By Allan Lengel
Washington Post Staff Writer
Monday, May 22, 2006
Rep. William J. Jefferson (D-La.), the target of a 14-month public corruption probe, was videotaped accepting $100,000 in $100 bills from a Northern Virginia investor who was wearing an FBI wire, according to a search warrant affidavit released yesterday.
A few days later, on Aug. 3, 2005, FBI agents raided Jefferson's home in Northeast Washington and found $90,000 of the cash in the freezer, in $10,000 increments wrapped in aluminum foil and stuffed inside frozen-food containers, the document said.
The 83-page affidavit, used to raid Jefferson's Capitol Hill office on Saturday night, portrays him as a money-hungry man who freely solicited hundreds of thousands of dollars in bribes, discussed payoffs to African officials, had a history of involvement in numerous bribery schemes and used his family to hide his interest in high-tech business ventures he promoted in Cameroon, Ghana and Nigeria.
In one instance, at an unidentified D.C. restaurant, Jefferson allegedly exchanged cryptic notes with investor Lori Mody and discussed illegal kickbacks for his children in a telecommunications venture in Nigeria in which she had invested.
"All these damn notes we're writing to each other as if we're talking as if the FBI is watching," he told Mody, who was wearing an FBI wire.
About 15 FBI agents, wearing suits, entered Jefferson's office in the Rayburn House Office Building about 7:15 p.m. Saturday and left about 1 p.m. yesterday. Authorities said it was the first time the FBI had raided a sitting congressman's office.
The affidavit was the most damaging material to date in the FBI investigation of Jefferson, 59, who has not been charged and has maintained his innocence. He is also the subject of a House ethics committee inquiry.
Earlier this year, Jefferson's lawyers explored the possibility of a plea agreement, according to those familiar with the talks. Jefferson changed lawyers recently and has issued vehement denials of wrongdoing as federal investigators move closer to deciding whether to seek his indictment.
"As I have previously stated, I have never, over all the years of my public service, accepted payment from anyone for the performance of any act or duty for which I have been elected," he said this month. His press secretary, Melanie Roussell, declined to comment yesterday.
Jefferson's attorney, Robert P. Trout, called the raids outrageous, saying disclosure of the previously sealed affidavit was "part of a public relations agenda and an attempt to embarrass" Jefferson. "The affidavit itself is just one side of the story which has not been tested in court," Trout said.
The FBI declined to comment. Ken Melson, the first assistant U.S. attorney in Alexandria, said, "We don't care to comment on that statement."
The FBI probe began in March 2005 after Mody became concerned that Jefferson and others were trying to defraud her of millions of dollars that she had invested in iGate Inc., a Louisville high-tech company, the affidavit said. That was when the FBI and the U.S. attorney's office in Alexandria set up a sting.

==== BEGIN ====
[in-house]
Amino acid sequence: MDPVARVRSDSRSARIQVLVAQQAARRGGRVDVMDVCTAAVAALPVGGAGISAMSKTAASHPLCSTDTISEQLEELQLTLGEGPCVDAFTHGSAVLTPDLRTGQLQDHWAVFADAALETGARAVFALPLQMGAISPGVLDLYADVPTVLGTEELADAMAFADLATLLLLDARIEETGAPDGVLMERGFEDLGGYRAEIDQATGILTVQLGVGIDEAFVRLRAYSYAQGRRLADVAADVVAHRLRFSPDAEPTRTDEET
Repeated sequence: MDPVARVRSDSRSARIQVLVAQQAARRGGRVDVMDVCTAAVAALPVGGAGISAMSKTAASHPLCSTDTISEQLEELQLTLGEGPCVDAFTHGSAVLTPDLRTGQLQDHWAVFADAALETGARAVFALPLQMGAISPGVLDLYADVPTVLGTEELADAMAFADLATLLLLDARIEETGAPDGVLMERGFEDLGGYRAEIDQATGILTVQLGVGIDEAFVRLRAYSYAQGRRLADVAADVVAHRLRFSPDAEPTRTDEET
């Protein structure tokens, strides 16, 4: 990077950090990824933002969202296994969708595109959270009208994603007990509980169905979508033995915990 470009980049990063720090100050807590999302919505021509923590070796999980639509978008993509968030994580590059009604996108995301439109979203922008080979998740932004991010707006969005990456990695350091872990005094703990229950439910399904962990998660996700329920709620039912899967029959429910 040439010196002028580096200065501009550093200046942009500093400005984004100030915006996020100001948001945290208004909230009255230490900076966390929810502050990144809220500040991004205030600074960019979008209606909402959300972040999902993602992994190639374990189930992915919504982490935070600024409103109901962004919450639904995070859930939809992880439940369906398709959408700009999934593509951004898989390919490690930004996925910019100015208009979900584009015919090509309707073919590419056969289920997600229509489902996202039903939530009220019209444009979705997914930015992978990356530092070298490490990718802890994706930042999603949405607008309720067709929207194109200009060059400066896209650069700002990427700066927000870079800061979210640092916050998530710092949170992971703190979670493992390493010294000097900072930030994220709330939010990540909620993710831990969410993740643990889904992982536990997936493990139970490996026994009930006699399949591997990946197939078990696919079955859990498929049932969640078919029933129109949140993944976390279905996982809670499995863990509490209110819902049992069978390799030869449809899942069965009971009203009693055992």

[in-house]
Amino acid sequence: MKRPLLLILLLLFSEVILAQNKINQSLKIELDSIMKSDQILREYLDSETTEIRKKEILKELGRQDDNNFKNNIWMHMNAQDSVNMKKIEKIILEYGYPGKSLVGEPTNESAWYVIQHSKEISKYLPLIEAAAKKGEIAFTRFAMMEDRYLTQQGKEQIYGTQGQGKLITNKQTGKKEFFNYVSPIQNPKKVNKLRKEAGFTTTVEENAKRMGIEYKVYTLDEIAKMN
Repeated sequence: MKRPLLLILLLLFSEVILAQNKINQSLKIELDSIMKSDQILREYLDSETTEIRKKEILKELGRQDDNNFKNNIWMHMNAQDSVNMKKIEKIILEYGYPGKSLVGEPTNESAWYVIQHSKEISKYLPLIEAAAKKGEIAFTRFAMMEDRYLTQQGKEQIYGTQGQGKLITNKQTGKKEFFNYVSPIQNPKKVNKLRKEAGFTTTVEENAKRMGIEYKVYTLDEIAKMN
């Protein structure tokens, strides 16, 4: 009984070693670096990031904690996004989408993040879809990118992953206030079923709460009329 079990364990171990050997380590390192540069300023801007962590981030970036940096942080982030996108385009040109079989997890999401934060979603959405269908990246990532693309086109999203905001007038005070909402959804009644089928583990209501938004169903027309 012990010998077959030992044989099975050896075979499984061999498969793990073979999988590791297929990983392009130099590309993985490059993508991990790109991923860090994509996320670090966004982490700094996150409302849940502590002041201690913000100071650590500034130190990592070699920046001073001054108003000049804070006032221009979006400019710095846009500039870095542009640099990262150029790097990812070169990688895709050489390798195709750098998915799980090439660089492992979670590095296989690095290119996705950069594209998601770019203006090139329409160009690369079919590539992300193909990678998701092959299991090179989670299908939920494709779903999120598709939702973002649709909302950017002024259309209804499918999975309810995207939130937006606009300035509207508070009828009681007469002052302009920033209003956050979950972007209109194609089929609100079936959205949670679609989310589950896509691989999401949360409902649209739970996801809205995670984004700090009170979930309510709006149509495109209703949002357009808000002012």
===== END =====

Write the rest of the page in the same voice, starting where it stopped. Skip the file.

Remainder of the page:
Since January, Brett M. Pfeffer, a former Jefferson aide who worked for Mody, and Vernon L. Jackson, the owner of iGate Inc., have pleaded to guilty to bribing the eight-term congressman to promote iGate's broadband technology -- including Internet and cable television -- in Africa.
According to the affidavit, during one of many recorded conversations with Mody, Jefferson said he knew a businessman who was "corrupt" but interested in investing in the iGate project in Africa.
"He thinks it's great," he said. "He can easily be involved in this."
In another instance, Jefferson said someone, identified in court papers only as "John Doe #1," needed money to bribe "various officials in Nigeria."
"We got to motivate him real good," Jefferson allegedly told Mody. "He got a lot of folks to pay off." Later in the conversation, he says: "If he's got to pay Minister X, we don't want to know. It's not our deal. We're not paying Minister X a damn thing. That's all, you know, international fraud crap."
On July 21, 2005, Jefferson told Mody that he would need to give Nigerian Vice President Atiku Abubakar $500,000 "as a motivating factor" to make sure they obtained contracts for iGate and Mody's company in Nigeria. The vice president is not mentioned by name in the affidavit, but other court documents make it clear it is he.
A few days later, they talked about passing on a smaller amount of money. But Jefferson refrained from using the word "money" and pointed to the word "cash" written on a piece of paper.
A short time later, at about 8:30 a.m., Jefferson and Mody met at the Ritz-Carlton Pentagon City in Arlington and went to Mody's car trunk.
"At that time, Congressman Jefferson reached in and removed a reddish-brown colored leather briefcase which contained $100,000 in cash" as FBI agents filmed the transaction, the affidavit said.
Jefferson then put it in his car and drove off, the affidavit said. A few days later, FBI agents seized $90,000 in marked bills from Jefferson's freezer.
The affidavit does not indicate whether Jefferson passed any of the money to the Nigerian vice president, whom he had met a couple of weeks earlier at Abubakar's Potomac home, according to court documents. Abubakar did not return a phone call to his home seeking comment.
Earlier in 2005, shortly after Mody started taping the conversations with Jefferson, she asked him how long he planned to stay in Congress.
Jefferson replied, "I'm going to get your deal out of the way . . . and I probably won't last long after that."
Staff writer Martin Weil contributed to this report.